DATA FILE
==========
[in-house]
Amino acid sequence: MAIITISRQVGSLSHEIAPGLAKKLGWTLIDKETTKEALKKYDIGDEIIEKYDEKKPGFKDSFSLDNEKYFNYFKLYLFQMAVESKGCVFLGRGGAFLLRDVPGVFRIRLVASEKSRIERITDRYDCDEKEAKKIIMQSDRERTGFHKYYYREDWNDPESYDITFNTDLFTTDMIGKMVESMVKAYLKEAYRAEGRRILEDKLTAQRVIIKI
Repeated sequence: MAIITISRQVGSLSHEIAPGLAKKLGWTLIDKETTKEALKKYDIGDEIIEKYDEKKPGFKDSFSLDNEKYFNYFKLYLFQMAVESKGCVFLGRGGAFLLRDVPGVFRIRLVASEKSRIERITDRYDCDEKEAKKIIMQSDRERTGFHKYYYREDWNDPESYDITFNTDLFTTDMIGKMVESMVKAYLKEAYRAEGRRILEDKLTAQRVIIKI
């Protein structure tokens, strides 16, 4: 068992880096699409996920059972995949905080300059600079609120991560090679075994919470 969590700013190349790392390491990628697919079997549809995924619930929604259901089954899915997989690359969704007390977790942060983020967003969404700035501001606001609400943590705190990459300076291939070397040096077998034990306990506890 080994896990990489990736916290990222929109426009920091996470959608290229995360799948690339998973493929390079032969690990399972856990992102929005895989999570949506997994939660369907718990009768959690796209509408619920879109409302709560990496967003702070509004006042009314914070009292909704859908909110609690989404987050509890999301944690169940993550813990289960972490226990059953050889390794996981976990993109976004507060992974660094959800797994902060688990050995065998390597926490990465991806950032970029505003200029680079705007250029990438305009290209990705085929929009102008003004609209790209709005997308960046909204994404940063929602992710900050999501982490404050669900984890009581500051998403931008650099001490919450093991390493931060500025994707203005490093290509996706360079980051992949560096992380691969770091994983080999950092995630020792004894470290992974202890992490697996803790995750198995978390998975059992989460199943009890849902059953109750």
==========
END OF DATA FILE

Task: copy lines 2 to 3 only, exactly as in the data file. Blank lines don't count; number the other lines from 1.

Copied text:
Amino acid sequence: MAIITISRQVGSLSHEIAPGLAKKLGWTLIDKETTKEALKKYDIGDEIIEKYDEKKPGFKDSFSLDNEKYFNYFKLYLFQMAVESKGCVFLGRGGAFLLRDVPGVFRIRLVASEKSRIERITDRYDCDEKEAKKIIMQSDRERTGFHKYYYREDWNDPESYDITFNTDLFTTDMIGKMVESMVKAYLKEAYRAEGRRILEDKLTAQRVIIKI
Repeated sequence: MAIITISRQVGSLSHEIAPGLAKKLGWTLIDKETTKEALKKYDIGDEIIEKYDEKKPGFKDSFSLDNEKYFNYFKLYLFQMAVESKGCVFLGRGGAFLLRDVPGVFRIRLVASEKSRIERITDRYDCDEKEAKKIIMQSDRERTGFHKYYYREDWNDPESYDITFNTDLFTTDMIGKMVESMVKAYLKEAYRAEGRRILEDKLTAQRVIIKI